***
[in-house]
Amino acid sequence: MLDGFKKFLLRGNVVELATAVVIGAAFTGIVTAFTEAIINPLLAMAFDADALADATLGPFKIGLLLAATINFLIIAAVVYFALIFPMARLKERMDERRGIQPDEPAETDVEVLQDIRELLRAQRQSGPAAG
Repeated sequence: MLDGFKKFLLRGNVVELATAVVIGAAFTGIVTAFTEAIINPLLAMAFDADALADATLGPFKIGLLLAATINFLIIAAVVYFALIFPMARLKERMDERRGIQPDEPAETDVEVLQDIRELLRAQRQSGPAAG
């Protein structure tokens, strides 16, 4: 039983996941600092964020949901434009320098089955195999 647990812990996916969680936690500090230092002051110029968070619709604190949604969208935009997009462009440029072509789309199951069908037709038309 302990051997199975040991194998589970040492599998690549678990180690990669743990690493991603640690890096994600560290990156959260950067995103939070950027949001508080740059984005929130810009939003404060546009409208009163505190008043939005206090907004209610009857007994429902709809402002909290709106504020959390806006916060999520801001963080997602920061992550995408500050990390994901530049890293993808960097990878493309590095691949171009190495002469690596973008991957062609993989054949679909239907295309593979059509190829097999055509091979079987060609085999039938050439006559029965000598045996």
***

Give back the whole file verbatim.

[in-house]
Amino acid sequence: MLDGFKKFLLRGNVVELATAVVIGAAFTGIVTAFTEAIINPLLAMAFDADALADATLGPFKIGLLLAATINFLIIAAVVYFALIFPMARLKERMDERRGIQPDEPAETDVEVLQDIRELLRAQRQSGPAAG
Repeated sequence: MLDGFKKFLLRGNVVELATAVVIGAAFTGIVTAFTEAIINPLLAMAFDADALADATLGPFKIGLLLAATINFLIIAAVVYFALIFPMARLKERMDERRGIQPDEPAETDVEVLQDIRELLRAQRQSGPAAG
């Protein structure tokens, strides 16, 4: 039983996941600092964020949901434009320098089955195999 647990812990996916969680936690500090230092002051110029968070619709604190949604969208935009997009462009440029072509789309199951069908037709038309 302990051997199975040991194998589970040492599998690549678990180690990669743990690493991603640690890096994600560290990156959260950067995103939070950027949001508080740059984005929130810009939003404060546009409208009163505190008043939005206090907004209610009857007994429902709809402002909290709106504020959390806006916060999520801001963080997602920061992550995408500050990390994901530049890293993808960097990878493309590095691949171009190495002469690596973008991957062609993989054949679909239907295309593979059509190829097999055509091979079987060609085999039938050439006559029965000598045996």